If you come to Belarus for more than three days, you’ll probably be wondering what else is there to see apart from Minsk. Although there are plenty of natural wonders in Belarus, there are also a lot of cities to visit for a day trip or a weekend trip. Each of them has its places of interest, picturesque viewpoints, local bars and restaurants. I’m starting the “A day trip from Minsk” series of articles with Grodno – the most western of all the Belarusian towns.
After I've studied geography in the Belarusian school, I can’t imagine presenting a city without mentioning some geographical and historical data. Here’s a short list of important numbers and facts: the city birthday / the first mentioning – 1128; area – 142 square kilometers; population – 375,000. The city is divided into two parts by the river Neman. With most of the places of interest and inter-city transport stations located on one side, it becomes relatively simple to fit all the sightseeing in one day.
There are two principally different ways of getting to Grodno from Minsk. The first option is the night train. It departs late at night. You can either get a sleeping couch and sleep in bearable conditions till around 6 AM, when the train reaches the station, or spend a night of drowsing in a slightly cheaper sitting compartment. In the latter case, the chances are high that your neighbours will try to practice their English telling you about their lives and offering you some home-cooked food like smoked chicken, boiled eggs, pies and salads. If somebody offers you a drink, it’s ok not to accept it, but people will tend to repeat their offer a couple of times throughout the night. Although it might be pretty exhausting before the city tour, it will give you a feeling of how people live in Belarus and might provide you with a local guide or a pen-friend. Also, Grodno is a city where being a little sleepy feels very natural. The second option is the morning bus. Both options cost pretty much the same, depart early, and take about three hours to Grodno. Bus and train stations are located pretty close to each other, and I suggest to headstart your tour from Elizy Ozheshka (a 19th-century Polish poet) Street.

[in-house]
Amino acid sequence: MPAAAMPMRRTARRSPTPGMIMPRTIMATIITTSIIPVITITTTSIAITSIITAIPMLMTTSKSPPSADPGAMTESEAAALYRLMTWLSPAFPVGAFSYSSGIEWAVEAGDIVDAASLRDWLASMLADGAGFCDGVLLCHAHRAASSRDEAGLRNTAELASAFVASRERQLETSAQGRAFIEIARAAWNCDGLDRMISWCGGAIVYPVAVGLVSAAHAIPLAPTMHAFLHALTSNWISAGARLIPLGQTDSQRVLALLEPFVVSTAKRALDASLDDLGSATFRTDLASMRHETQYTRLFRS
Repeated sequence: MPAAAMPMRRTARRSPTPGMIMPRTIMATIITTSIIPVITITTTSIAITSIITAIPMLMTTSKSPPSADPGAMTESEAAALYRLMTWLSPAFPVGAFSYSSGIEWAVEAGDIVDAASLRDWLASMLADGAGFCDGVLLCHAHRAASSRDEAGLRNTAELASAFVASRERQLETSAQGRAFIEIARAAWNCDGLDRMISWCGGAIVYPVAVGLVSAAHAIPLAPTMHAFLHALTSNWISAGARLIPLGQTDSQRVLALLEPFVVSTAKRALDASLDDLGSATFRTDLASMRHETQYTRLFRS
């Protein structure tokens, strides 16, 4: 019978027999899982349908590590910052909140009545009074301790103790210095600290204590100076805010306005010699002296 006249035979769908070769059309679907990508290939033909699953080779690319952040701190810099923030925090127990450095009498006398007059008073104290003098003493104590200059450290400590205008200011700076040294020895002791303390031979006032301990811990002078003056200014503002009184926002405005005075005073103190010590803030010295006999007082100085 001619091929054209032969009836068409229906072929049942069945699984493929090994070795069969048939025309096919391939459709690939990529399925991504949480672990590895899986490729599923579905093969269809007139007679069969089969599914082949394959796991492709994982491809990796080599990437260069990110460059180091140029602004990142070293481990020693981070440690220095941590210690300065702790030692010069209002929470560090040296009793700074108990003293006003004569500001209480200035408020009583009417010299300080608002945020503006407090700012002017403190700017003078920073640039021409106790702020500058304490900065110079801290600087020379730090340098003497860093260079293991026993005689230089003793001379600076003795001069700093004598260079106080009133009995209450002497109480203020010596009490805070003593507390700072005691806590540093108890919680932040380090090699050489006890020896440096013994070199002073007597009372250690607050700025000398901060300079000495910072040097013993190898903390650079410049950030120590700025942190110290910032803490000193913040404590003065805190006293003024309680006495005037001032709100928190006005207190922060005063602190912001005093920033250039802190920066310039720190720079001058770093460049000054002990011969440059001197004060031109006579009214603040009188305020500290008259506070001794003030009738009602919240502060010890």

If you’re a bit hungry, there are a couple of fast food points at the train station, so you can grab a snack and a coffee-to-go before getting a proper brunch somewhere in the city centre. Compact cities are making trips very easy-going, as five minutes walking will bring you to the first picturesque place – the Orthodox Sviato-Pokrovsky Cathedral. Take a couple of photos and walk further to enjoy the view of the ivy covering of the Grodno State University. From there, head down the hill into a small park to finish your snack and coffee.
Continue walking down the same street till you reach Lenin’s Square. Be cautious about taking pictures of it. Sometimes local police officers have so few things to do that they entertain themselves by asking tourists to delete their photos of the governmental building, not taking into account that the main reason behind it was to capture the smiling Lenin. The good news is - they have a limited radius of operation, so if you take a selfie from a distance, they won’t bother. Get back to Elizy Ozheshko Street and then turn left to one of the first specially designed pedestrian streets in Belarus - Sovetskaya.
Grodno is located so close to the Polish border not by chance. There were many points in history when it was under the Polish rule, while the rest of Belarus was a part of the Russian Empire. That’s why you can see so many Catholic cathedrals, including St. Francis Xavier Cathedral, or Farny Church. After you enjoy the cosiness of Sovetskaya Street, turn left at the square, and it will be impossible to miss it. One of the highest altars (21 meters) and one of the oldest clocks (since 1725) in Europe are waiting for you inside. The entry is free, but it might be closed during the service.
Upon leaving the Cathedral, turn left and walk along Stefan Batory Street towards a real T-34 tank, turned into a WWII monument. Right behind it, you’ll see one of the main symbols of Grodno – the drama theatre. You can often see it in the list of the Soviet buildings with unusual architecture. Turn right on Davyda Garadzenskaga Street till you reach the castle district.
After checking the castles and taking several panoramic shots of Grodno from the castle walls, go down to the waterfront and walk around 100 meters right before going up a narrow hill (might be safer to take the stairs a little bit further if it’s raining) to the Kalozha church of St. Boris and Gleb. One of the original walls didn’t survive the landslide, and now the church is partly stone, partly wooden. Spend some time researching its outer walls. The scientists have found 40 different types of 800-year-old runes, and they’re still arguing about their meaning.
Walk into Kalozha Park. At the first crossing, you might turn left for a detour to see the Grodno's 850-year-anniversary monument, or skip it and take the first crossing to the right to reach the Choral Synagogue. After checking it out, go down Troitskaya (Trinity) Street, and you’ll end up in a picturesque park known by locals as the “Swiss Valley”.
Congratulations, you’ve reached another end of Eliza Ozheshka street. Enjoy the food in one of the restaurants and bars around, and then walk back to the train or bus station, where a ride to Minsk or another town is waiting for you. Your day trip from Minsk to Grodno is over. I hope you’ve enjoyed it in a relaxed manner! Don’t forget to check out my stories to find your next destination in Belarus.
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